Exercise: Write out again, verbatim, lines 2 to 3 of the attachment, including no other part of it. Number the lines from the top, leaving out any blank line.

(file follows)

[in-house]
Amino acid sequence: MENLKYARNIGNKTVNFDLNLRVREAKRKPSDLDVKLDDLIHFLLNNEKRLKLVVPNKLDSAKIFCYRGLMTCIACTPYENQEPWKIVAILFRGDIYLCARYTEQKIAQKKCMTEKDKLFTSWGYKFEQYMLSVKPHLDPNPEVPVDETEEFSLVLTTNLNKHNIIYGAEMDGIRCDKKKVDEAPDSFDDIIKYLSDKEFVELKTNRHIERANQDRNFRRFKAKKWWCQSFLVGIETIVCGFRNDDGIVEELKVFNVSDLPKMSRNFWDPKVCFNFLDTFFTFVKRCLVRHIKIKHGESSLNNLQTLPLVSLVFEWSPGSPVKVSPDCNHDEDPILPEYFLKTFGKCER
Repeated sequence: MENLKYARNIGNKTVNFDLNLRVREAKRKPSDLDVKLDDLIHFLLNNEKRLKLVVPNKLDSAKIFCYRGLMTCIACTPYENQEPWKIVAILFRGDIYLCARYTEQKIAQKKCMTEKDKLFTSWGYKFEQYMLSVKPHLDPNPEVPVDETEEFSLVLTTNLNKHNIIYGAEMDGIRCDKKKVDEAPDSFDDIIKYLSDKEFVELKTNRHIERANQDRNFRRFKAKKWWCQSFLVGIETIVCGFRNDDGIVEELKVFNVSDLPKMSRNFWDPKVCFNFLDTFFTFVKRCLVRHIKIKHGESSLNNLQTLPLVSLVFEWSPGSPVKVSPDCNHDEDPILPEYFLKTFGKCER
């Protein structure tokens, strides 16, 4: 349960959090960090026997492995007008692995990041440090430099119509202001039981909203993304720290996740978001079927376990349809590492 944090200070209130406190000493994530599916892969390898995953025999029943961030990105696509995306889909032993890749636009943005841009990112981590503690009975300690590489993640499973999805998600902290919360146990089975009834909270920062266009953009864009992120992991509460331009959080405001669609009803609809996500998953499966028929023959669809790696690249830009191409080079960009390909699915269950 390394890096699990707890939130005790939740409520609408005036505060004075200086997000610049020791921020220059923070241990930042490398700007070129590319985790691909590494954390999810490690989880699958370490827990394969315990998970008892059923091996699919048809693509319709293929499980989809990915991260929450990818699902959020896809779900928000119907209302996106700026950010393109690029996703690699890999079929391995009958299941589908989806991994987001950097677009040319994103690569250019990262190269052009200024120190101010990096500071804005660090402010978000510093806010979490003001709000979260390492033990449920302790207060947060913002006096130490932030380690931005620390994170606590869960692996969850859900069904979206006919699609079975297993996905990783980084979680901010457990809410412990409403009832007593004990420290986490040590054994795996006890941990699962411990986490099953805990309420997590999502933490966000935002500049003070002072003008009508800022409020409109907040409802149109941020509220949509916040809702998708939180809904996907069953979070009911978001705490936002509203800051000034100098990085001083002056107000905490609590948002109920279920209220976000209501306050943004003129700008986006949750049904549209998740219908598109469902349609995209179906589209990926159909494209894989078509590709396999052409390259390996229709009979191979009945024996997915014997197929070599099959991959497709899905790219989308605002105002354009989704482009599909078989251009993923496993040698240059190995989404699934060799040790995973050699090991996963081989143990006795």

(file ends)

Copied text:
Amino acid sequence: MENLKYARNIGNKTVNFDLNLRVREAKRKPSDLDVKLDDLIHFLLNNEKRLKLVVPNKLDSAKIFCYRGLMTCIACTPYENQEPWKIVAILFRGDIYLCARYTEQKIAQKKCMTEKDKLFTSWGYKFEQYMLSVKPHLDPNPEVPVDETEEFSLVLTTNLNKHNIIYGAEMDGIRCDKKKVDEAPDSFDDIIKYLSDKEFVELKTNRHIERANQDRNFRRFKAKKWWCQSFLVGIETIVCGFRNDDGIVEELKVFNVSDLPKMSRNFWDPKVCFNFLDTFFTFVKRCLVRHIKIKHGESSLNNLQTLPLVSLVFEWSPGSPVKVSPDCNHDEDPILPEYFLKTFGKCER
Repeated sequence: MENLKYARNIGNKTVNFDLNLRVREAKRKPSDLDVKLDDLIHFLLNNEKRLKLVVPNKLDSAKIFCYRGLMTCIACTPYENQEPWKIVAILFRGDIYLCARYTEQKIAQKKCMTEKDKLFTSWGYKFEQYMLSVKPHLDPNPEVPVDETEEFSLVLTTNLNKHNIIYGAEMDGIRCDKKKVDEAPDSFDDIIKYLSDKEFVELKTNRHIERANQDRNFRRFKAKKWWCQSFLVGIETIVCGFRNDDGIVEELKVFNVSDLPKMSRNFWDPKVCFNFLDTFFTFVKRCLVRHIKIKHGESSLNNLQTLPLVSLVFEWSPGSPVKVSPDCNHDEDPILPEYFLKTFGKCER